Researchers in the United States have developed a medical model for regenerating bladders using stem cells harvested from a patient's own marrow.
"Advances in the use of bone marrow stem cells taken from the patient opens up new opportunities for exploring organ replacement therapies, especially for bladder regeneration," according to co-author, Arun Sharma, Ph.D., of the Feinberg School of Medicine at Northwestern University and Children's Memorial Research Center. But, he tells HealthLeaders, use in a clinical setting, however, is still years away.
The research, published in the journal Stem Cells, focused on bone marrow mesenchymal stem cells (MSCs) taken from the patient. The findings demonstrate the plasticity of stem cells derived from bone marrow.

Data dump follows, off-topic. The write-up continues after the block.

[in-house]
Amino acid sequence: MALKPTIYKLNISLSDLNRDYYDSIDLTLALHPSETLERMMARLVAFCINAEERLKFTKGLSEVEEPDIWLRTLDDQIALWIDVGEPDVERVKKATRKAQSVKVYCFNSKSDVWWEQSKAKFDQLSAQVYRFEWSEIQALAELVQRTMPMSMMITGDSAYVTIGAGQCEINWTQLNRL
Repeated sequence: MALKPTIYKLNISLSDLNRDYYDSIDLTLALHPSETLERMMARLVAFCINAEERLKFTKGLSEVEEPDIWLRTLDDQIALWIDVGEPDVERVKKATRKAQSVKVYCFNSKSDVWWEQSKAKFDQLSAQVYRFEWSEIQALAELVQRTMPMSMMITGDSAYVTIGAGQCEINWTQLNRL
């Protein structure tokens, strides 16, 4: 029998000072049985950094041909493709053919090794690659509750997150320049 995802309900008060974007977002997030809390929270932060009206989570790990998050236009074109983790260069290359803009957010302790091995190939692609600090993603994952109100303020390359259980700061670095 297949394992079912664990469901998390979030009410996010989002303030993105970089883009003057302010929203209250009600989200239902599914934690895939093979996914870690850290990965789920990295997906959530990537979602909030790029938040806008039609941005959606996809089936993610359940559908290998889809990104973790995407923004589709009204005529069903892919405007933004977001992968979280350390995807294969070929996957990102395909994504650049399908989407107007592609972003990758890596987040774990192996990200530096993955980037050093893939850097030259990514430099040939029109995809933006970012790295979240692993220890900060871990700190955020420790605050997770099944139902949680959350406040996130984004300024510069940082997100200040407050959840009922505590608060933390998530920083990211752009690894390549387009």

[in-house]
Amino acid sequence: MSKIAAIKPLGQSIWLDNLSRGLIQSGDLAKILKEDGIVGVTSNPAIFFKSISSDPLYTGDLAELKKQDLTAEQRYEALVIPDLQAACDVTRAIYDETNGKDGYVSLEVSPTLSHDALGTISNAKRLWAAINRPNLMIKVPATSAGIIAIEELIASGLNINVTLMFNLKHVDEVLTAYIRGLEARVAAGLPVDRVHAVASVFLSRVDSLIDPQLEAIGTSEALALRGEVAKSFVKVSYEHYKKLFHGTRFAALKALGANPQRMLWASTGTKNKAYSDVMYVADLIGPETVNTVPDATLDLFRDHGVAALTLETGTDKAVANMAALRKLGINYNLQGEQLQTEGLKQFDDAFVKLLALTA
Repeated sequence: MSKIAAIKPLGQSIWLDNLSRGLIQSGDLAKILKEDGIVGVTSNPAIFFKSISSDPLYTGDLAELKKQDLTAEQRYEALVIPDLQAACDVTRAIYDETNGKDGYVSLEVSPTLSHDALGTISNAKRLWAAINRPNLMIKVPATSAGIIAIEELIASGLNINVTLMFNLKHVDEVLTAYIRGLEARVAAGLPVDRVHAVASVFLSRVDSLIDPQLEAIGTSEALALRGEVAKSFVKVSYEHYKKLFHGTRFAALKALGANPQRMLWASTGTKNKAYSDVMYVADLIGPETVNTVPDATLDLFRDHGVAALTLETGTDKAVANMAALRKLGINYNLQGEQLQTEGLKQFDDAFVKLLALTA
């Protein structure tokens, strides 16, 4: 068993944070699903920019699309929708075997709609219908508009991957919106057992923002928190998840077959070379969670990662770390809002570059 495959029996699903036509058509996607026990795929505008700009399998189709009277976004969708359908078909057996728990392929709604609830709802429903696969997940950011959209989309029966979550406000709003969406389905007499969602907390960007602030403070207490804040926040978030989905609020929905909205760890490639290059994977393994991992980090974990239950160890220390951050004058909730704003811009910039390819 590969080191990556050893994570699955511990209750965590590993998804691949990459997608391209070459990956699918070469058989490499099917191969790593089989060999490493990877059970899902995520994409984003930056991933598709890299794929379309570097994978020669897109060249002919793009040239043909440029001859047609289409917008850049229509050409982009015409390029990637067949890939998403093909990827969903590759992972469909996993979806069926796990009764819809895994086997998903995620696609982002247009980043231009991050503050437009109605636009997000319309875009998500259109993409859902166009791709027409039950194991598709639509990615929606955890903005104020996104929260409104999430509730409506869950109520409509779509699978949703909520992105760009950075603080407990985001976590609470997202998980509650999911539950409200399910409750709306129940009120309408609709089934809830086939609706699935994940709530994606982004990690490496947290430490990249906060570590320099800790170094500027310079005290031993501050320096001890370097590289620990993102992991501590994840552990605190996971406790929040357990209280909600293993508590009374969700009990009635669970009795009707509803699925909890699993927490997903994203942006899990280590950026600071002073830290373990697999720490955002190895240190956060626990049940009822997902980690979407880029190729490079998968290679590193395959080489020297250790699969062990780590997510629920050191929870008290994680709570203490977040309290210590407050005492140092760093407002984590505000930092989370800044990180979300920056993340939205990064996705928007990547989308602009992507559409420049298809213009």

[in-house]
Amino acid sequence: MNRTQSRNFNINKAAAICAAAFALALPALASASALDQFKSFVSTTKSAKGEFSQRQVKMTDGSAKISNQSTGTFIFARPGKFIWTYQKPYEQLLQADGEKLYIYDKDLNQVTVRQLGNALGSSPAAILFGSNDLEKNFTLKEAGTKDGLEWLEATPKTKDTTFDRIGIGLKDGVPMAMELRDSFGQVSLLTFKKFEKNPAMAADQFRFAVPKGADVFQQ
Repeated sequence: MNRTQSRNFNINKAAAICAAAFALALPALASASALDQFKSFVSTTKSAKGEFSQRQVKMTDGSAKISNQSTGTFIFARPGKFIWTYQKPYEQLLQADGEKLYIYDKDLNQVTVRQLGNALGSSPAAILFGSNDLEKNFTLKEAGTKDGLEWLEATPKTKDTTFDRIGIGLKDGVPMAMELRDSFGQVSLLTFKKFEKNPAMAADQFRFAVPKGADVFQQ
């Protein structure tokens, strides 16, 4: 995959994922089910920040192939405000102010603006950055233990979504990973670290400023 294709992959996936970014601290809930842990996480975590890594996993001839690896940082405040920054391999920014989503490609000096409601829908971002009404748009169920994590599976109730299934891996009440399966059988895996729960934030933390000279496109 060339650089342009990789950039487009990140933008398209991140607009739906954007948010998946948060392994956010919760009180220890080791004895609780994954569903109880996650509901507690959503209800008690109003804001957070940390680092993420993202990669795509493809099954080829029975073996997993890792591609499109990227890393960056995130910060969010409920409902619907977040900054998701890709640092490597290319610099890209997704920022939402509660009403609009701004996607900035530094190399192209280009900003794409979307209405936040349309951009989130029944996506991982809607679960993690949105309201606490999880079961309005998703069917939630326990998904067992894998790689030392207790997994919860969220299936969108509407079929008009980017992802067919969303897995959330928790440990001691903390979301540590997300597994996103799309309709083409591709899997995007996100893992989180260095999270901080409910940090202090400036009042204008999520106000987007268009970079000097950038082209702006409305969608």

Researchers found that bone marrow MSCs have phenotypic and physiological similarities with bladder smooth muscle cells (bSMCs), implying that MSCs can serve as an alternative cell source for potentially damaged bSMCs.
The team developed a primate-based model, using the baboon bladder in conjunction with bone marrow MSCs to attempt partial bladder regeneration. They found that the mesenchymal stem cells retained the ability to populate a surgically grafted area while remaining active 10 weeks after surgery. The cells also retained the ability to express key smooth muscle cell markers—essential for the continual expansion and contractile cycles of a functional bladder.
The team's research demonstrates the feasibility of MSCs in partial bladder regeneration, and the use of a primate-based model provides valuable insight into these processes as they may apply to humans, according to investigators.